The Rumor: Love handles are a cute and normal form of excess fat
The term “love handles” is often used to describe the endearing little rolls of excess fat that commonly appear on people’s midsections — as in, “Honey, I love your little love handles. They’re totes adorbs,” and so on. They’re so named because they provide a convenient place to grab on to during… well, you know. But while they might feel nice and soft and cuddly from the outside, could having love handles be a sign that something unhealthy is going on in your insides?
The Verdict: Having love handles increases your risk of developing heart disease
While the expression “love handles” sounds sweet and innocuous, the health risks love handles portend are anything but. According to cardiologist and upwave reviewer Rachel Harris, MD, an assistant professor at the Morehouse School of Medicine in Atlanta, having any kind of fat deposits (adiposity) increases your chance of developing coronary artery disease (CAD). Excess belly fat — both the jiggly kind just below the skin (subcutaneous) and the deeper kind that surrounds the organs (visceral) — increases the risk of cardiovascular disease, Harris says. “Men with a waist circumference greater than 40 inches and women with a waist circumference in excess of 35 inches are especially high-risk.”
Even more alarming? A normal-weight person can still be at high risk for heart disease if he or she has excess belly fat. A 14-year study that followed 12,785 American CAD patients found that normal-weight subjects with concentrated central obesity had a 50 percent higher risk of dying during the study than those who were flat-out obese. (An even larger study published in 2013 came to the same conclusions.)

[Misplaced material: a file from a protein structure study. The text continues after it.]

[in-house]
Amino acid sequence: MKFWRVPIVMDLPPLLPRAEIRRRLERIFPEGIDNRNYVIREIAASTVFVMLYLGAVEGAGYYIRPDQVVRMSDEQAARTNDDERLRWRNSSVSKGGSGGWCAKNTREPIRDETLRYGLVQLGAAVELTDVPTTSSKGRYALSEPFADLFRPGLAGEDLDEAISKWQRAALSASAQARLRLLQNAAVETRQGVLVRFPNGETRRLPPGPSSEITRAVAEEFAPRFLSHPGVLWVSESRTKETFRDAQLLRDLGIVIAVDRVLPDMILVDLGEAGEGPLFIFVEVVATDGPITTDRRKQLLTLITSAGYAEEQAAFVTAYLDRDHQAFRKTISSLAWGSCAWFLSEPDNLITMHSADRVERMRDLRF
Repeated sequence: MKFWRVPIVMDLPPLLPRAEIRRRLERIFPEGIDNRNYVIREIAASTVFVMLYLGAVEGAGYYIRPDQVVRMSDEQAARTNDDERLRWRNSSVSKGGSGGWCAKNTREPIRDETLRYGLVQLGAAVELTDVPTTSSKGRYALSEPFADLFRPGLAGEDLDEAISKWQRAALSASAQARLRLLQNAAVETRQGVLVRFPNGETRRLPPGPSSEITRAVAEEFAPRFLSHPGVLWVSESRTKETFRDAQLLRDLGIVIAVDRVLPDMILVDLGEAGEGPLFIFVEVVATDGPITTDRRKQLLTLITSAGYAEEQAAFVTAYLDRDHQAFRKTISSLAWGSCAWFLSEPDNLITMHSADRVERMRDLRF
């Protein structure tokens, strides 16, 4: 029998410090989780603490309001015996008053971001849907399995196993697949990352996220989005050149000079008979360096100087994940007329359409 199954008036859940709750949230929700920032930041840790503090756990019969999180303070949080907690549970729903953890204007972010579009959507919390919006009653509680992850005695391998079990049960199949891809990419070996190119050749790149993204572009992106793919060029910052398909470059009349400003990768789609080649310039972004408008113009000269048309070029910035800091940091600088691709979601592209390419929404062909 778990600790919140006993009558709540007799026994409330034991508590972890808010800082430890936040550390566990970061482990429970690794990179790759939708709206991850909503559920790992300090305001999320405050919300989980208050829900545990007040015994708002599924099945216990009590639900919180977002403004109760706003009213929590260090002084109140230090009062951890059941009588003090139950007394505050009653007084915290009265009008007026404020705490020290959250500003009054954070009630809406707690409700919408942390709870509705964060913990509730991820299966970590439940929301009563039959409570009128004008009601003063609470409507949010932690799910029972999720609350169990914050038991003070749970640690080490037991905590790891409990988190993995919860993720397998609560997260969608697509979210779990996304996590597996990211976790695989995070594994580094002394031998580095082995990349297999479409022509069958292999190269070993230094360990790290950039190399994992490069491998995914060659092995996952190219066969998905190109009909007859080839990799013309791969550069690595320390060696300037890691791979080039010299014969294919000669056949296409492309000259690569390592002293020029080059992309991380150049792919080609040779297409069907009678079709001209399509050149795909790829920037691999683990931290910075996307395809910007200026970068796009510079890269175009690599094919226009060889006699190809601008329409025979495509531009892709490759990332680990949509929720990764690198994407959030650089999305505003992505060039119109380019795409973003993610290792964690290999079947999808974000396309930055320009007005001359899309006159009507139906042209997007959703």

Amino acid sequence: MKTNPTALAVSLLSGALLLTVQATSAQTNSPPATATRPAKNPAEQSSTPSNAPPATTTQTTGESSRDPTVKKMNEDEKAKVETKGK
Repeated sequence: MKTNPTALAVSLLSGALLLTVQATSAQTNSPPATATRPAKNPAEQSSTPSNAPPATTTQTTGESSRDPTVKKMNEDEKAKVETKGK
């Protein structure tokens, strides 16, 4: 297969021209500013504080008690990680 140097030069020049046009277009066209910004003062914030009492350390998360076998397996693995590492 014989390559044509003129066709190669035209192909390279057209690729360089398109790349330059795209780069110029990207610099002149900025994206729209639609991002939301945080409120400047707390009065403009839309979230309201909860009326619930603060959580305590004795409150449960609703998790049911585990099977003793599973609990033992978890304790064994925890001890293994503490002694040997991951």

The good news, says Harris, is that you can take action to reduce these risks. The first thing she recommends? Measuring your “true” waist to see if it falls into that dangerous 40- (or 35-) inch range. To get this measurement, find your hipbones and go slightly above them to the narrowest part of the waist. Then bring the tape measure around without cinching it. If you fall into the love-handle danger zone, Harris strongly urges you to seek out the help of your primary-care physician and start making positive lifestyle changes. To shed some of that excess belly fat, she recommends adding 30 minutes of moderate-intensity exercise each day, quitting smoking if you’re a smoker, and eating a balanced diet.
Making these changes is especially important if you have additional risk factors. “If you have a first-degree relative who has had premature coronary artery disease, that confers a higher risk,” Harris warns. “Conditions like hypertension [high blood pressure], diabetes, rheumatoid arthritis and lupus also put people at higher risk, as does smoking or high cholesterol.”
On the diet front, Harris suggests that you check out MyPlate.gov and recommends following DASH (Dietary Approaches to Stop Hypertension), which emphasizes portion size and eating all-natural foods. “I’m also a big proponent of the Mediterranean diet, which is rich in nuts, garlic, legumes, fish and white lean meats,” she says. “It’s an effective weight-loss tool, as well as very useful for anyone who’s at risk for coronary artery disease.”